Feminist filter bubbles: ambivalence, vigilance and labour

Akane Kanai, Caitlin McGrane

Research output: Contribution to journalArticleResearchpeer-review

1 Citation (Scopus)

Abstract

In this paper, we complicate and bring a new perspective to debates on the democratic limitations of filter bubbles, by exploring the case study of feminist filter bubbles. We extend understandings of the filter bubble to examine the highly reflexive, everyday ways in which filtering is adopted as a practical response to the information saturation and the politicised vulnerability engendered by digital environments. In doing so, we make a case for the necessity of filtering practices to create ‘safe spaces’ for feminist deliberation, at the same time as questioning whether absolute ‘safety’ is possible in feminist politics. Drawing on two separate studies of young feminist women who regularly engage with feminist private groups on Facebook, we document significant ambivalence regarding these closed spaces. While feminist filter bubbles were essential for surviving the risks of more open online environments, participants reported complicated feelings of guilt in not moving beyond these bubbles. Maintaining the ‘safety’ of these spaces also involved significant, ongoing labour in the requirement for participants to customise content within these bubbles, involving vigilant practices of moderation of content and the consistent application of trigger warnings. As such, we question whether the model of the feminist filter bubble is sustainable in the labour it requires already exhausted feminists to perform, and politically capacious enough to allow sustained difficult conversations. We suggest further critical engagement is required to connect filter bubbles to the everyday, affective politics of deliberation on social media platforms.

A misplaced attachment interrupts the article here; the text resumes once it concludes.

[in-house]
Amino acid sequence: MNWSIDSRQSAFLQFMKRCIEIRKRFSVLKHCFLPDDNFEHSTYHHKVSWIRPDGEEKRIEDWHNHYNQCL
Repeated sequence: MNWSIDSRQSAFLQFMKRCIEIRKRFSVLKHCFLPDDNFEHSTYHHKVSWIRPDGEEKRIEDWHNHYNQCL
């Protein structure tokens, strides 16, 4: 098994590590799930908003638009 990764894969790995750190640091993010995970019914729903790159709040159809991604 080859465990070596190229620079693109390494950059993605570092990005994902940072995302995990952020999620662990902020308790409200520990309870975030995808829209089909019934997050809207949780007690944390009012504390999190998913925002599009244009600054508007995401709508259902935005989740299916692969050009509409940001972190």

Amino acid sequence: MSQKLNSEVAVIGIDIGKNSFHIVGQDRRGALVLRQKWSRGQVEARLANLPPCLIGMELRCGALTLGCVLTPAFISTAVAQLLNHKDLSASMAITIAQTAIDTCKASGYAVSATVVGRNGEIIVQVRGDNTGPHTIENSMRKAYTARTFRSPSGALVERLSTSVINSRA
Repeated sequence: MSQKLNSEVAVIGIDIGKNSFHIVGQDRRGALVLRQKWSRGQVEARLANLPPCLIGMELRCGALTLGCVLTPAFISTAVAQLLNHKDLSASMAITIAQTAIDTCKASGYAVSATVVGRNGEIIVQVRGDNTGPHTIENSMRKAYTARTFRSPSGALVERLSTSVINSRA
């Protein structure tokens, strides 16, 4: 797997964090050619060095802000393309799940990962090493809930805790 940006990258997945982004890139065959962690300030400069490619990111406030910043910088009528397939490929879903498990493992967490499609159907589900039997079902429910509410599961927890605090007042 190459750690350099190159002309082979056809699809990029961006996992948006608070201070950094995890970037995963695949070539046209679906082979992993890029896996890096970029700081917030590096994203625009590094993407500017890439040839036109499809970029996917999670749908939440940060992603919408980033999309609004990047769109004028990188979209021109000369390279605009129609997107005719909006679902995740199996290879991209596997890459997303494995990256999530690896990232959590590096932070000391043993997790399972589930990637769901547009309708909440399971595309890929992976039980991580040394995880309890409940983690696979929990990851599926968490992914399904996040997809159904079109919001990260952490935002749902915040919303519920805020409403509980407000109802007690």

Original languageEnglish
Number of pages16
JournalInformation Communication and Society
DOIs
Publication statusAccepted/In press - 10 Apr 2020

Keywords

  • affect
  • Digital feminism
  • digital publics
  • Facebook groups
  • online debate
  • safe spaces

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